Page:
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Danae shared something special with the girls. She read out a speech that Anika herself had given for her Cross Curricula Study at SCEGGS Darlinghurst on the subject of mental health. Danae also offered a few personal observations about avoiding tragedies like the Anika story.

Here is the speech Danae gave:

Hello. My name is Danae, and I am Anika Wignall’s sister. The Anika Foundation is named after my sister.

First, I would like to thank Annabelle and Sophie for choosing the Anika Foundation for their presentation to you. And I would like to thank you all, the Year 9 girls at Ravenswood, for voting for the Anika Foundation. It tells us all something that is important: that young people have a lot of issues to deal with while they are going through adolescence. I know that I did. Sometimes it is so hard that depression can follow; and sometimes much worse things can happen if we don’t do something about it. We have to look out for our friends, and if we find someone who is struggling, we have to help them.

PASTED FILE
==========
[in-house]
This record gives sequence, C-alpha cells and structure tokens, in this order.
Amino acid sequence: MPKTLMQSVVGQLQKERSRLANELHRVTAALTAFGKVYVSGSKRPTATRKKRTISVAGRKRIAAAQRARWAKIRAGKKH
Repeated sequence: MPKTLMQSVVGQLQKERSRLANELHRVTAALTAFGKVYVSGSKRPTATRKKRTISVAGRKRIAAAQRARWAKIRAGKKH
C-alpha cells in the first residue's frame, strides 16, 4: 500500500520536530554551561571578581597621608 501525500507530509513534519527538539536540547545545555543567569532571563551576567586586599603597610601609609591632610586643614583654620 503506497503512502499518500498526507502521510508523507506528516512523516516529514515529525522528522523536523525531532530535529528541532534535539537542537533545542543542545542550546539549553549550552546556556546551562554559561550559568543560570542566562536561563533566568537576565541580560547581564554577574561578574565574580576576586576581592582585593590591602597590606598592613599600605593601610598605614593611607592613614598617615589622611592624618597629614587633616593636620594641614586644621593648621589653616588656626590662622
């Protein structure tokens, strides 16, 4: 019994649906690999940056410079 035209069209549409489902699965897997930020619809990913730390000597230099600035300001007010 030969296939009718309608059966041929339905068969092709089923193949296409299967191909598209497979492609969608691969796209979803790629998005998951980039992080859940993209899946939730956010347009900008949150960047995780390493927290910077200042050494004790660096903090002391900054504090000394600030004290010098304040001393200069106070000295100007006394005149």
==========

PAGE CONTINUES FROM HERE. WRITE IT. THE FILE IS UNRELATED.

I will tell you one thing that is very, very important: help your friends, but if something serious is going on for them, you must get help from counsellors, teachers and parents. You can show your friends our website, which has some useful links to places that can also help. But do not keep secrets if you think it is serious. Some of my sister’s friends kept secrets at an important time. If you have looked at the website, you will know that it did not help her.

Today I want to share something else with you. When Anika was in Year 11 she did her cross curricula study for 'Injustice & Intolerance' on mental health. She was very brave to do that, because she was suffering, and they had not studied mental health as one of the topics. Today I want to read to you what she wrote in her speech, to her year. I will read it to you word for word. It is the first time it has been heard since she stood up in front of everyone and read it out herself at SCEGGS Darlinghurst.